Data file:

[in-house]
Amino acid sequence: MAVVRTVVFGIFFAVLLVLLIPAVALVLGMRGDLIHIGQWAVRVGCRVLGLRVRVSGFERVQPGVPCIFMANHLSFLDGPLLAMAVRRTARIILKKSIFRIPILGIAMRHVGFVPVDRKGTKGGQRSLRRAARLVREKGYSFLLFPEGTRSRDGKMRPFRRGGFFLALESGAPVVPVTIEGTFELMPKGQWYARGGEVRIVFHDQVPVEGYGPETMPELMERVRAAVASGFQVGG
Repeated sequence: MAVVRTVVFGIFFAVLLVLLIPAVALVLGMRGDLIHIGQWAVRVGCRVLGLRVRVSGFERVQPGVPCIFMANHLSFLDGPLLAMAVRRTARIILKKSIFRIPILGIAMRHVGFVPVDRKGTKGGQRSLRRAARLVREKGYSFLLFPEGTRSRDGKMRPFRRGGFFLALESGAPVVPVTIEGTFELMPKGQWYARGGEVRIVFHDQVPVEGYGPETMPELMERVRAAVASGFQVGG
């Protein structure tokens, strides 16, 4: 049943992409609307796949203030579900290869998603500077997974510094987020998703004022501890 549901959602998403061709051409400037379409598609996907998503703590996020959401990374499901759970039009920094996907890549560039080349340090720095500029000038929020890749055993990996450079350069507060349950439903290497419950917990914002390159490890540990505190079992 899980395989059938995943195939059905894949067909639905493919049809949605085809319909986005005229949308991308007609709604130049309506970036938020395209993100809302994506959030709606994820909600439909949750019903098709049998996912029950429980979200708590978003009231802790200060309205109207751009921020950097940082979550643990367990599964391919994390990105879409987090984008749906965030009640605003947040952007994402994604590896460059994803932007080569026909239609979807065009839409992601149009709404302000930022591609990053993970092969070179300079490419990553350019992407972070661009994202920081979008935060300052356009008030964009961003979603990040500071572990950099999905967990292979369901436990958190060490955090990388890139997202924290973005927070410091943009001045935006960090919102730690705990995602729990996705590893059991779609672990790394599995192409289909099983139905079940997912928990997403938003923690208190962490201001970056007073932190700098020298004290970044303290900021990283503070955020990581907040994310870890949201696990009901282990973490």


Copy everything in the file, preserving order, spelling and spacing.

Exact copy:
[in-house]
Amino acid sequence: MAVVRTVVFGIFFAVLLVLLIPAVALVLGMRGDLIHIGQWAVRVGCRVLGLRVRVSGFERVQPGVPCIFMANHLSFLDGPLLAMAVRRTARIILKKSIFRIPILGIAMRHVGFVPVDRKGTKGGQRSLRRAARLVREKGYSFLLFPEGTRSRDGKMRPFRRGGFFLALESGAPVVPVTIEGTFELMPKGQWYARGGEVRIVFHDQVPVEGYGPETMPELMERVRAAVASGFQVGG
Repeated sequence: MAVVRTVVFGIFFAVLLVLLIPAVALVLGMRGDLIHIGQWAVRVGCRVLGLRVRVSGFERVQPGVPCIFMANHLSFLDGPLLAMAVRRTARIILKKSIFRIPILGIAMRHVGFVPVDRKGTKGGQRSLRRAARLVREKGYSFLLFPEGTRSRDGKMRPFRRGGFFLALESGAPVVPVTIEGTFELMPKGQWYARGGEVRIVFHDQVPVEGYGPETMPELMERVRAAVASGFQVGG
């Protein structure tokens, strides 16, 4: 049943992409609307796949203030579900290869998603500077997974510094987020998703004022501890 549901959602998403061709051409400037379409598609996907998503703590996020959401990374499901759970039009920094996907890549560039080349340090720095500029000038929020890749055993990996450079350069507060349950439903290497419950917990914002390159490890540990505190079992 899980395989059938995943195939059905894949067909639905493919049809949605085809319909986005005229949308991308007609709604130049309506970036938020395209993100809302994506959030709606994820909600439909949750019903098709049998996912029950429980979200708590978003009231802790200060309205109207751009921020950097940082979550643990367990599964391919994390990105879409987090984008749906965030009640605003947040952007994402994604590896460059994803932007080569026909239609979807065009839409992601149009709404302000930022591609990053993970092969070179300079490419990553350019992407972070661009994202920081979008935060300052356009008030964009961003979603990040500071572990950099999905967990292979369901436990958190060490955090990388890139997202924290973005927070410091943009001045935006960090919102730690705990995602729990996705590893059991779609672990790394599995192409289909099983139905079940997912928990997403938003923690208190962490201001970056007073932190700098020298004290970044303290900021990283503070955020990581907040994310870890949201696990009901282990973490």